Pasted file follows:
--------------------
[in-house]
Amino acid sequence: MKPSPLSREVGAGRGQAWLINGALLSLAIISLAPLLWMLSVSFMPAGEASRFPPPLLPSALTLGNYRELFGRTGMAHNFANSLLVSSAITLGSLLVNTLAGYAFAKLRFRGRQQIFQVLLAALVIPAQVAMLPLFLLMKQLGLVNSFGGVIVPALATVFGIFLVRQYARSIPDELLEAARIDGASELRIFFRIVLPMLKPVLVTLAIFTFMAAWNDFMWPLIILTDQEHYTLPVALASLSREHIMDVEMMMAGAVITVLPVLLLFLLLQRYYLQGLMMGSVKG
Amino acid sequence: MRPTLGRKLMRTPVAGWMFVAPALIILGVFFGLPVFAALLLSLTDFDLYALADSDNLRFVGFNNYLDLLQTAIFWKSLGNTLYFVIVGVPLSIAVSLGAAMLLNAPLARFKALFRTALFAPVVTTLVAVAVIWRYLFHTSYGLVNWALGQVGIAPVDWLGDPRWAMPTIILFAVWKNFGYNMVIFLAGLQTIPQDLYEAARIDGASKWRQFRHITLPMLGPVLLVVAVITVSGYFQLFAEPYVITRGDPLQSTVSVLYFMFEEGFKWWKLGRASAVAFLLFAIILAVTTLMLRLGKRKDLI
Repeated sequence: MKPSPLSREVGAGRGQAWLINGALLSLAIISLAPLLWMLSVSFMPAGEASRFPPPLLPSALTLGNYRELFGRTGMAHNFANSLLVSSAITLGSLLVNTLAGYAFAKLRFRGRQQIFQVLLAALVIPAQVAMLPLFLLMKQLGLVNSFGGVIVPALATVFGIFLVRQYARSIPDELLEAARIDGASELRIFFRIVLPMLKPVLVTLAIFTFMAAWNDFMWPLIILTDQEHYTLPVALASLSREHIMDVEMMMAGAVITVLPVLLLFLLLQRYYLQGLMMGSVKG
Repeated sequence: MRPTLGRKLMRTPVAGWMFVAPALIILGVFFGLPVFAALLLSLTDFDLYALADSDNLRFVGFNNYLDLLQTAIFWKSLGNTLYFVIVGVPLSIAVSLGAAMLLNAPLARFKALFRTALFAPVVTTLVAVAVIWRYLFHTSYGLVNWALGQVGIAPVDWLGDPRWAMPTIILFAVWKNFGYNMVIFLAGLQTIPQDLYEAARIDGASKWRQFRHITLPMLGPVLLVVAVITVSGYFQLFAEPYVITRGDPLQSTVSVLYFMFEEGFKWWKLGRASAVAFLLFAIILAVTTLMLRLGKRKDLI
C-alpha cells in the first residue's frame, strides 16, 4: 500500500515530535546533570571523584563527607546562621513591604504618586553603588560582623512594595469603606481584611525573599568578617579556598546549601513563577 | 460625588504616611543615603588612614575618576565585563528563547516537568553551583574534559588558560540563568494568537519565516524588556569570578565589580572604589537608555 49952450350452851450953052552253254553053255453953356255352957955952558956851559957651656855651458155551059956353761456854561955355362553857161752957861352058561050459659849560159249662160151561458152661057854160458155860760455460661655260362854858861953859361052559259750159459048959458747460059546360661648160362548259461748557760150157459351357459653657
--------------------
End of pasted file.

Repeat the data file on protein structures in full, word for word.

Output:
[in-house]
Amino acid sequence: MKPSPLSREVGAGRGQAWLINGALLSLAIISLAPLLWMLSVSFMPAGEASRFPPPLLPSALTLGNYRELFGRTGMAHNFANSLLVSSAITLGSLLVNTLAGYAFAKLRFRGRQQIFQVLLAALVIPAQVAMLPLFLLMKQLGLVNSFGGVIVPALATVFGIFLVRQYARSIPDELLEAARIDGASELRIFFRIVLPMLKPVLVTLAIFTFMAAWNDFMWPLIILTDQEHYTLPVALASLSREHIMDVEMMMAGAVITVLPVLLLFLLLQRYYLQGLMMGSVKG
Amino acid sequence: MRPTLGRKLMRTPVAGWMFVAPALIILGVFFGLPVFAALLLSLTDFDLYALADSDNLRFVGFNNYLDLLQTAIFWKSLGNTLYFVIVGVPLSIAVSLGAAMLLNAPLARFKALFRTALFAPVVTTLVAVAVIWRYLFHTSYGLVNWALGQVGIAPVDWLGDPRWAMPTIILFAVWKNFGYNMVIFLAGLQTIPQDLYEAARIDGASKWRQFRHITLPMLGPVLLVVAVITVSGYFQLFAEPYVITRGDPLQSTVSVLYFMFEEGFKWWKLGRASAVAFLLFAIILAVTTLMLRLGKRKDLI
Repeated sequence: MKPSPLSREVGAGRGQAWLINGALLSLAIISLAPLLWMLSVSFMPAGEASRFPPPLLPSALTLGNYRELFGRTGMAHNFANSLLVSSAITLGSLLVNTLAGYAFAKLRFRGRQQIFQVLLAALVIPAQVAMLPLFLLMKQLGLVNSFGGVIVPALATVFGIFLVRQYARSIPDELLEAARIDGASELRIFFRIVLPMLKPVLVTLAIFTFMAAWNDFMWPLIILTDQEHYTLPVALASLSREHIMDVEMMMAGAVITVLPVLLLFLLLQRYYLQGLMMGSVKG
Repeated sequence: MRPTLGRKLMRTPVAGWMFVAPALIILGVFFGLPVFAALLLSLTDFDLYALADSDNLRFVGFNNYLDLLQTAIFWKSLGNTLYFVIVGVPLSIAVSLGAAMLLNAPLARFKALFRTALFAPVVTTLVAVAVIWRYLFHTSYGLVNWALGQVGIAPVDWLGDPRWAMPTIILFAVWKNFGYNMVIFLAGLQTIPQDLYEAARIDGASKWRQFRHITLPMLGPVLLVVAVITVSGYFQLFAEPYVITRGDPLQSTVSVLYFMFEEGFKWWKLGRASAVAFLLFAIILAVTTLMLRLGKRKDLI
C-alpha cells in the first residue's frame, strides 16, 4: 500500500515530535546533570571523584563527607546562621513591604504618586553603588560582623512594595469603606481584611525573599568578617579556598546549601513563577 | 460625588504616611543615603588612614575618576565585563528563547516537568553551583574534559588558560540563568494568537519565516524588556569570578565589580572604589537608555 49952450350452851450953052552253254553053255453953356255352957955952558956851559957651656855651458155551059956353761456854561955355362553857161752957861352058561050459659849560159249662160151561458152661057854160458155860760455460661655260362854858861953859361052559259750159459048959458747460059546360661648160362548259461748557760150157459351357459653657